Apple likes to keep its cards close to its chest, and that means it’s been slowly bringing the design of various components in-house — rather than relying on third parties. There have been rumors first-party development might expand to wireless modems, and that switch may finally happen with the launch of the iPhone 16.
This comes from Qualcomm CEO Cristiano Amon, while speaking to CNBC (opens in new tab) at MWC 2023. Qualcomm currently provides modems (and other chips) for a huge number of smartphones, including Apple’s iPhone 14 range. Amon claims that the company is currently planning for 2024, and his assumption is that Apple won’t be using Qualcomm modems that year.
Emphasis on the word assumption there. Amon admits that the final decision is Apple’s to make, and that suggests things could change between now and next year. But there has been increasing speculation that Apple might formally enter the wireless connectivity market for years. So it’s less a case of if it happens, and more a case of when.
Rumors about Apple-made modems stretch back several years, and back in 2019 Apple ended up acquiring Intel’s modem business for $1 billion. That’s not the kind of money you drop for no reason and means Apple is, at the very least, attempting to develop its own modems.
There have been various rumors about Apple’s mobile modem plans as well. Though the majority of them involve claims that the new modems won’t be coming to various Apple models. Last it was speculated that the iPhone 14 would miss out on the Apple 5G modem, with rumors pointing to a launch on iPhone 15. More recent reports claim that the iPhone 15 is likely to miss out as well.
Given what Amon has been saying in Barcelona, we might finally see the Apple modem arrive on the iPhone 16. Assuming plans don’t change, and that could easily happen.
Why should we care about the Apple 5G Modem?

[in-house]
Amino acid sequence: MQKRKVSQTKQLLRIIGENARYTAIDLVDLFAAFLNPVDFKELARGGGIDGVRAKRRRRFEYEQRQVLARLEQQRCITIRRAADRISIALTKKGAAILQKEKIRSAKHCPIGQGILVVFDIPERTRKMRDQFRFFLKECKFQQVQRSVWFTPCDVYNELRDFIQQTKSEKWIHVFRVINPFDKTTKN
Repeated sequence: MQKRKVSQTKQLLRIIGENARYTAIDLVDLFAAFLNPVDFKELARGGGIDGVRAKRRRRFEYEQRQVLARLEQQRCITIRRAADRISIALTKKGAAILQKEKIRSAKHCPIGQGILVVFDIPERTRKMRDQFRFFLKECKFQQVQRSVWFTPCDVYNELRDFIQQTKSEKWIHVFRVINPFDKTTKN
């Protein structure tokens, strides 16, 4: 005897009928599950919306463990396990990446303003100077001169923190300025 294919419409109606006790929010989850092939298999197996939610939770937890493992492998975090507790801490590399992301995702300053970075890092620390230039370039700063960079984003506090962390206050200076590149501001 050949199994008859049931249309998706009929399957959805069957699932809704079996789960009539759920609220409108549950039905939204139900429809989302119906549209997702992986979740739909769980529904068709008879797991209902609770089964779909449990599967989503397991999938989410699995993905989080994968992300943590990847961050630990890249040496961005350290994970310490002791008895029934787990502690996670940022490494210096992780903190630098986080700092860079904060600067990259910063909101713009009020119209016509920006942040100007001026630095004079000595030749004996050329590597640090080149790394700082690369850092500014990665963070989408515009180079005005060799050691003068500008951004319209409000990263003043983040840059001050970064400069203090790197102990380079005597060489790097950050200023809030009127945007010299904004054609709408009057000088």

Bringing production of iPhone parts in house means Apple has much better control over every facet of production. You have to remember that Apple is also a software company, with complete control over the development of iOS, iPadOS and the rest. Creating its own bespoke hardware components means they are built from scratch with Apple software in mind.
That can ensure better performance and functionality than a third-party component that’s been brought in fairly late in the process.
Apple has had a great deal of success by designing hardware components in recent years. Ditching Intel processors in favor of Apple Silicon chips is a great example of that. The first wave of M1 MacBooks offered significantly better battery life and performance as a result of having hardware built specifically for macOS.
Likewise, the A16 Bionic is arguably the most powerful mobile chipset on the market, and we have the benchmarking scores to prove it. The iPhone 14 Pro and iPhone 14 Pro Max thrashed the Samsung Galaxy S23 Ultra’s overclocked Snapdragon 8 Gen 2 for Galaxy in the CPU and video transcoding tests. While both iPhones fell slightly behind in graphics testing, it wasn’t by a huge amount.
Apple switching to its own in-house 5G modem could bring similar performance leaps to the iPhone 16. That could include lower power consumption with 5G, something the iPhone 12 really struggled with, faster data speeds, or any number of other benefits. The modem will also likely bring Wi-Fi and Bluetooth under Apple's purview as well, which will come with their own respective benefits if all goes well.
And given Apple’s penchant for holding advancements back until they’re truly ready, the odds of this move backfiring seem fairly slim. Though that’s not to say it’s guaranteed to go well; we won’t know that until the Apple modem actually launches.
So for now we have to sit back and wait to see what happens. That means waiting a good 18 months to see what Apple has in store for us. Until then we’ll just have to focus on the latest iPhone 15 rumors and speculation.